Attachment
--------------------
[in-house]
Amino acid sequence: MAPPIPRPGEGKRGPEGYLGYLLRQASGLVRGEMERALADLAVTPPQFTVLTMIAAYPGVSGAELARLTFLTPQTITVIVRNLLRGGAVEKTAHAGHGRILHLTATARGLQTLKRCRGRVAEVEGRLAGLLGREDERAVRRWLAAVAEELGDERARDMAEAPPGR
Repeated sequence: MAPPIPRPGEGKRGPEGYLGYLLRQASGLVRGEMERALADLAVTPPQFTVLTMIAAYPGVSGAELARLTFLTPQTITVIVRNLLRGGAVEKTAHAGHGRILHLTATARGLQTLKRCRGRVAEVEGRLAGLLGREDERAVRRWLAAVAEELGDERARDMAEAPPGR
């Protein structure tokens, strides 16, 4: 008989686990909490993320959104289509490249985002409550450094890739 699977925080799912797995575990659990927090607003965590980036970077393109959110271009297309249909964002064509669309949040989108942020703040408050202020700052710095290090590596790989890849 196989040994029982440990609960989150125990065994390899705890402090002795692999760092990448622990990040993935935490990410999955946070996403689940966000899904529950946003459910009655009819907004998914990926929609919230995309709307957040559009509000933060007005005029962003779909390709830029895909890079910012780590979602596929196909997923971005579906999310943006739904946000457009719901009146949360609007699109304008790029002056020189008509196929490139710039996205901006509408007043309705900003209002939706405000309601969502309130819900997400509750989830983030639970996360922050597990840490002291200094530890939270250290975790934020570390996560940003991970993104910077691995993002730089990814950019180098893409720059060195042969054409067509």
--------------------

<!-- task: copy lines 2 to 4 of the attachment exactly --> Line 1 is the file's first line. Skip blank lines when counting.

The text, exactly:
Amino acid sequence: MAPPIPRPGEGKRGPEGYLGYLLRQASGLVRGEMERALADLAVTPPQFTVLTMIAAYPGVSGAELARLTFLTPQTITVIVRNLLRGGAVEKTAHAGHGRILHLTATARGLQTLKRCRGRVAEVEGRLAGLLGREDERAVRRWLAAVAEELGDERARDMAEAPPGR
Repeated sequence: MAPPIPRPGEGKRGPEGYLGYLLRQASGLVRGEMERALADLAVTPPQFTVLTMIAAYPGVSGAELARLTFLTPQTITVIVRNLLRGGAVEKTAHAGHGRILHLTATARGLQTLKRCRGRVAEVEGRLAGLLGREDERAVRRWLAAVAEELGDERARDMAEAPPGR
């Protein structure tokens, strides 16, 4: 008989686990909490993320959104289509490249985002409550450094890739 699977925080799912797995575990659990927090607003965590980036970077393109959110271009297309249909964002064509669309949040989108942020703040408050202020700052710095290090590596790989890849 196989040994029982440990609960989150125990065994390899705890402090002795692999760092990448622990990040993935935490990410999955946070996403689940966000899904529950946003459910009655009819907004998914990926929609919230995309709307957040559009509000933060007005005029962003779909390709830029895909890079910012780590979602596929196909997923971005579906999310943006739904946000457009719901009146949360609007699109304008790029002056020189008509196929490139710039996205901006509408007043309705900003209002939706405000309601969502309130819900997400509750989830983030639970996360922050597990840490002291200094530890939270250290975790934020570390996560940003991970993104910077691995993002730089990814950019180098893409720059060195042969054409067509």